Additionally, the excise duty on vaping products will increase by 12%, which is estimated to raise revenues by $310 million by 2029.

Health care and first steps towards a national pharmacare program

Another big ticket item under the 2024 federal budget is the beginning phases of rolling out a universal pharmacare plan with $1.5 billion over five years.

That also includes the continued funding for contraceptives and diabetes medication.

The delivery of the national dental care plan, which was announced in 2023, will continue through this budget with a plan to have the fully-rolled out dental plan covering nine million Canadians by 2025.

In response to ongoing overdose crisis, this year’s budget announces $150 million over the next three years to Health Canada for an Emergency Treatment Fund, which would be open to municipalities and Indigenous communities.

Budget 2024 launches a new Canada Disability Benefit with $6.1 billion over six years, and $1.4 billion ongoing, to supplement provincial and territorial benefits, increasing the financial well-being of over 600,000 working-age persons with disabilities.

A new youth mental health program is included in budget 2024, funded by $500 million over five years.

Budget 2024 proposes to provide $4 million over two years to continue supporting initiatives through the Mental Health of Black Canadians Fund plus $630.2 million over two years to support Indigenous people’s access to mental health services.

<who> Photo Credit: 123rf

Younger generations, students, child care

The budget includes an extended and increased student grants and interest-free loans, at an estimated total cost of $1.1 billion this year.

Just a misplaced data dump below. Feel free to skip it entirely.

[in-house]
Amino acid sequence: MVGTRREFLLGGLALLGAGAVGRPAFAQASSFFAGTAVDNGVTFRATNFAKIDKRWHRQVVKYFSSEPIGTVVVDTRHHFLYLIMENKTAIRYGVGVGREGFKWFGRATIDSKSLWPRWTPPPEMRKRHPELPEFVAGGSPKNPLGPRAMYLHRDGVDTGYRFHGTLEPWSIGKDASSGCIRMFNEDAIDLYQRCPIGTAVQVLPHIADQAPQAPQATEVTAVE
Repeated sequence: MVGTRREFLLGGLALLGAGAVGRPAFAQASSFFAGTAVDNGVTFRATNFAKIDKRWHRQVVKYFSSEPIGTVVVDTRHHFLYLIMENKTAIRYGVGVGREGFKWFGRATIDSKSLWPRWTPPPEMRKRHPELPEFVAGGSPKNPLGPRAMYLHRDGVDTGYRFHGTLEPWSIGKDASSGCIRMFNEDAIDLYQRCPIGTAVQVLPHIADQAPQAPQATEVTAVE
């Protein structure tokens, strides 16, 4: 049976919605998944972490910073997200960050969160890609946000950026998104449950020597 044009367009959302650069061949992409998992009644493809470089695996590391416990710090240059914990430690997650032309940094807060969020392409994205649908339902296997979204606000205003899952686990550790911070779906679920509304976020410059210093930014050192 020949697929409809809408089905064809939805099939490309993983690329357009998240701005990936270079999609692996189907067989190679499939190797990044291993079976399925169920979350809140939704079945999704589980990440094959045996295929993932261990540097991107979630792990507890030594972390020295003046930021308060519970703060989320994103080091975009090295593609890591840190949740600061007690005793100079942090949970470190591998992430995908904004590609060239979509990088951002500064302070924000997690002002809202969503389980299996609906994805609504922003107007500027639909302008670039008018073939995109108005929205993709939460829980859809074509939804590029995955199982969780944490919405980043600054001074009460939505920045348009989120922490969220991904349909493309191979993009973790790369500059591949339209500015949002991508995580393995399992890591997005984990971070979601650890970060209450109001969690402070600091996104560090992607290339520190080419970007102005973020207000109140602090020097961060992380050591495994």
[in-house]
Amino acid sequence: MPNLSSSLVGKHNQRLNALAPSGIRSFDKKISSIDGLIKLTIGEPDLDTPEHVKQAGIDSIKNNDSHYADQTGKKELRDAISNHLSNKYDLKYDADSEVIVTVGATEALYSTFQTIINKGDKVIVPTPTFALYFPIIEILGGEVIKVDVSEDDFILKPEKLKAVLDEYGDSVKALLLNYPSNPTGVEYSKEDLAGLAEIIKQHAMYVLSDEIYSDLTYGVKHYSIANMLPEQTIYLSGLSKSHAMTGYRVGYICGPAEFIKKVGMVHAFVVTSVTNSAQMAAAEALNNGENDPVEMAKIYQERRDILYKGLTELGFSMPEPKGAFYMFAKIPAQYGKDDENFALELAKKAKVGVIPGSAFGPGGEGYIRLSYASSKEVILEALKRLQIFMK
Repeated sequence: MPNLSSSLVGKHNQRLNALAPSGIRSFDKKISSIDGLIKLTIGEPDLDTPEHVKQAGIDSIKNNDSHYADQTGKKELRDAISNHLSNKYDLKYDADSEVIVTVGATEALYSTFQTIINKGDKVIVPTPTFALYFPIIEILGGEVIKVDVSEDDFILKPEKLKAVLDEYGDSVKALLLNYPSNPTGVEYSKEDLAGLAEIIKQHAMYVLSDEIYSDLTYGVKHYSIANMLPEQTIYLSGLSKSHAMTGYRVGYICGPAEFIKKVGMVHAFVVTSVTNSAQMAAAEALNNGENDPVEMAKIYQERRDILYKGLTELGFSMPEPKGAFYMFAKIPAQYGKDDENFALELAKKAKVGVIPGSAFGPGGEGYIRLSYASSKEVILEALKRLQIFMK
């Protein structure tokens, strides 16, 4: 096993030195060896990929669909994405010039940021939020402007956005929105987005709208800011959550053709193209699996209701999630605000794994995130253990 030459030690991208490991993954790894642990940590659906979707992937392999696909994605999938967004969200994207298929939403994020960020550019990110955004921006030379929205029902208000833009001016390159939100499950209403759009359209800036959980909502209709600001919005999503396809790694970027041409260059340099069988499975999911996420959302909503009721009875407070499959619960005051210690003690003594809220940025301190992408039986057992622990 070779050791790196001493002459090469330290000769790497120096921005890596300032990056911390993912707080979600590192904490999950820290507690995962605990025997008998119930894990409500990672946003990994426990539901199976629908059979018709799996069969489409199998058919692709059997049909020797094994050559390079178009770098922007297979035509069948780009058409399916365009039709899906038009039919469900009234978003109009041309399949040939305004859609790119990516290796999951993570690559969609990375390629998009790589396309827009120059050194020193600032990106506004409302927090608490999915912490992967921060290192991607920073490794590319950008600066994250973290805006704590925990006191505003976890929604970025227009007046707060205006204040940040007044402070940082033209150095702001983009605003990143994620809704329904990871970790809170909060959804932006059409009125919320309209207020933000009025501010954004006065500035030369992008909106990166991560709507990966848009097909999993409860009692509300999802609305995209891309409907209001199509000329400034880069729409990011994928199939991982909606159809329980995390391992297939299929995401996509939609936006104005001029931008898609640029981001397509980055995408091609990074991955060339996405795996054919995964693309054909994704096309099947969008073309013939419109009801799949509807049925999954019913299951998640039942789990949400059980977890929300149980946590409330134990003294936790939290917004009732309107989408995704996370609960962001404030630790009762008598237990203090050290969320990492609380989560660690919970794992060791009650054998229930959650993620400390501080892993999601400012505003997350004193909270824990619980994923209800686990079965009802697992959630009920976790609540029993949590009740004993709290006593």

The budget introduces plans to legislative amendments to expand the reach of Canada student Loan Forgiveness Program to early childhood educators who work in rural and remote communities with an estimated cost of $48 million over four years.

Additionally, there are plans to expand the Canada Student Loan Forgiveness Program to more health care and social services professionals, like dentists, pharmacists, teachers and social workers, who also work in rural and remote communities.

That comes with an estimated price tag of $253.8 million over four years.

According to the budget, there are plans to help students with the cost of housing by updating the formula used by the Canada Student Financial Assistance Program to calculate housing costs when determining financial need, to reflect the cost of housing today.

Budget 2024 launches a new National School Food Program by providing $1 billion over five years to work with provinces, territories, and Indigenous partners to expand access to school food programs to more than 400,000 kids.

The federal government has also introduced a $1 billion Child Care Expansion Loan Program to build more child care spaces and renovate existing child care centres.

Click here to read more about the key measures under the 2024 federal budget and click here to view the 416-page document.